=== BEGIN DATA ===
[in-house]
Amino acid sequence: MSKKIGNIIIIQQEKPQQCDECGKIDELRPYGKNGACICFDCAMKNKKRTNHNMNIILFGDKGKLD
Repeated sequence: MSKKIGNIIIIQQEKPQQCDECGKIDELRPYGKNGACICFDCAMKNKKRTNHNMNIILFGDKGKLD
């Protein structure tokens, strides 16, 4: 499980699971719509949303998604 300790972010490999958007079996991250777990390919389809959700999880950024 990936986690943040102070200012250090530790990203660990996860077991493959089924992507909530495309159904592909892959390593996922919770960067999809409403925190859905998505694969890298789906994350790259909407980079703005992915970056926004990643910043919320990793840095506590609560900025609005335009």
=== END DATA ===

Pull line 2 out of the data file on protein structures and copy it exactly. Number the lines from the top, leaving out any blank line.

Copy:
Amino acid sequence: MSKKIGNIIIIQQEKPQQCDECGKIDELRPYGKNGACICFDCAMKNKKRTNHNMNIILFGDKGKLD